Since its launch in 2008 in Amsterdam, CitizenM has done things a bit differently than most of its competitors.
Its rooms are small, about 14sqm, and much of that space is taken up
by a wall-to-wall king-size bed. The rooms also have a large shower and a
widescreen TV—as the company says on its website, “supersized
essentials, nothing you don’t need”.
The idea is that guests will use the room to sleep and refresh, but
if they want to work or socialise, they’ll head down to the “living
room”—the large ground-floor space designed with a mix of cosy corners
and open spaces (and free Wi-Fi) for working, relaxing and eating at the
24/7 café, CanteenM.
The brand is designed for “mobile citizens”—hence the name
CitizenM—and since day one it has welcomed anyone to use its lobby for
work, initially for free and then starting in early 2019, as popularity
grew, for a fee of about US$20 per day.
Now, as the Covid-19 pandemic has upended traditional office space
and created thousands more mobile citizens, CitizenM is aiming to become
the brand they choose for both work and stays with the offer of a
The idea is to give companies a place to convene dispersed workers
and to give employees a place to work and a place to stay if they live
outside the city but occasionally travel into town, for example to spend
a day in their company’s office or to have a meeting.
“We started talking to corporate real estate planners... to see what
companies are planning long-term. And in April it dawned on us that this
remote-first strategy is going to stay. Big companies will have a large
portion of their workforce work from home, so what consequences does it
have for our investment plans, what consequences does it have for our
business model?” says Lennert de Jong, chief commercial officer for
“This corporate subscription: It was really a recognition of a need—a screaming need basically from a lot of people.”
For a flat fee of US$600 per month, users get three nights in any of
the brand’s hotels worldwide with no blackout dates, plus breakfast and a
welcome drink for each stay, three hours of meeting room use and
unlimited use of the living room workspace—24 hours a day, seven days a
week. There’s also rooftop space at some properties.
De Jong says the idea of a subscription plan had been in development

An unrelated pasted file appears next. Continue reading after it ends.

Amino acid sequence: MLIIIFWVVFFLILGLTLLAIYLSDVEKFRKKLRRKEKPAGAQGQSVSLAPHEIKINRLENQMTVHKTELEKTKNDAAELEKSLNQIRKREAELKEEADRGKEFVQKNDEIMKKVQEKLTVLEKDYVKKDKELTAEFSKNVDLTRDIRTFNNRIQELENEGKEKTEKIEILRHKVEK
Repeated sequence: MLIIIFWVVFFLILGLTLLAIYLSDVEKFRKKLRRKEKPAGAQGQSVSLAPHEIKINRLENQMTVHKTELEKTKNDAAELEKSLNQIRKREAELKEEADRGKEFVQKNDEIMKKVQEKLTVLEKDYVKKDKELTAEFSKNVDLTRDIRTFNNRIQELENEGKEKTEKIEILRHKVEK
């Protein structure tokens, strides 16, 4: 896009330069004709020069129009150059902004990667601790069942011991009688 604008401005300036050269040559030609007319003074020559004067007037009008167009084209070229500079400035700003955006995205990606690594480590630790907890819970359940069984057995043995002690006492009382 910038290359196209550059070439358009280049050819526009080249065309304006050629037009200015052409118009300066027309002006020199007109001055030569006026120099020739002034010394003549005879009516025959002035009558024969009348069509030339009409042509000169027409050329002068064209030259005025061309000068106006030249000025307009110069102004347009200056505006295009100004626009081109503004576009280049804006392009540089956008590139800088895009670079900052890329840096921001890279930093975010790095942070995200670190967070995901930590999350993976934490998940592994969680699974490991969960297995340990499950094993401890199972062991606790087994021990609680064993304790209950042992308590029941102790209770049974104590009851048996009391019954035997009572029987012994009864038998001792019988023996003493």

for some time, but the company knew it would only make sense when it
could offer a large enough supply of hotels in cities around the world.
That number now stands at more than 20, with many more in development.
Combining that with the challenges of the pandemic—both the new needs of
companies and of CitizenM for predictable revenue—made this the
appropriate time to launch the offer.
“The opportunity really sits at the moment during Covid times.
Pre-Covid this would have been an unattractive deal for us, because we
were selling rooms at US$300 night in New York so why bundle it and sell
it for US$600. So this opened up the opportunity to do this,” de Jong
“Instead of... a stupid loyalty programme when you get a card and
start collecting points, why not try to go for something more explicit
with this group of people?”
CitizenM is not the first hospitality brand to entice workers to use
the hotel as their office, but its model differs from what is being
offered by Accor and many independent properties in that it is not
focused on the use of the hotel room.
“If you look at a normal hotel, they have more square foot in their
bedrooms, but they don’t have public space. Public space has always been
an enemy of the hotelier, because it’s not revenue generating unless
it’s a restaurant and you usually outsource that. The lobby is really
just for you to wait until you are checked in,” de Jong says.
“But in most places our lobbies are the largest of any hotel in the city. So we don’t need to go to the bedroom.”
For now, CitizenM is in the early stages of talking to mostly smaller
companies and individual entrepreneurs about the subscription option,
and de Jong says feedback has been very positive. Larger companies will
be next on the prospect list, which grows as the brand continues to open
new hotels around the world.
CitizenM recently opened in Washington, D.C., and in the next few
years de Jong says the brand will open 18 new hotels across Europe and
the U.S., including a hotel contracted by Facebook and sitting on its
campus in Silicon Valley.
“This [corporate subscription] is a logical consequence of something
we started from day one—that we are the company for a very specific
target audience,” de Jong says.
“There’s a lot of space for us to grow in at the moment.”
This article was first published in PhocusWire.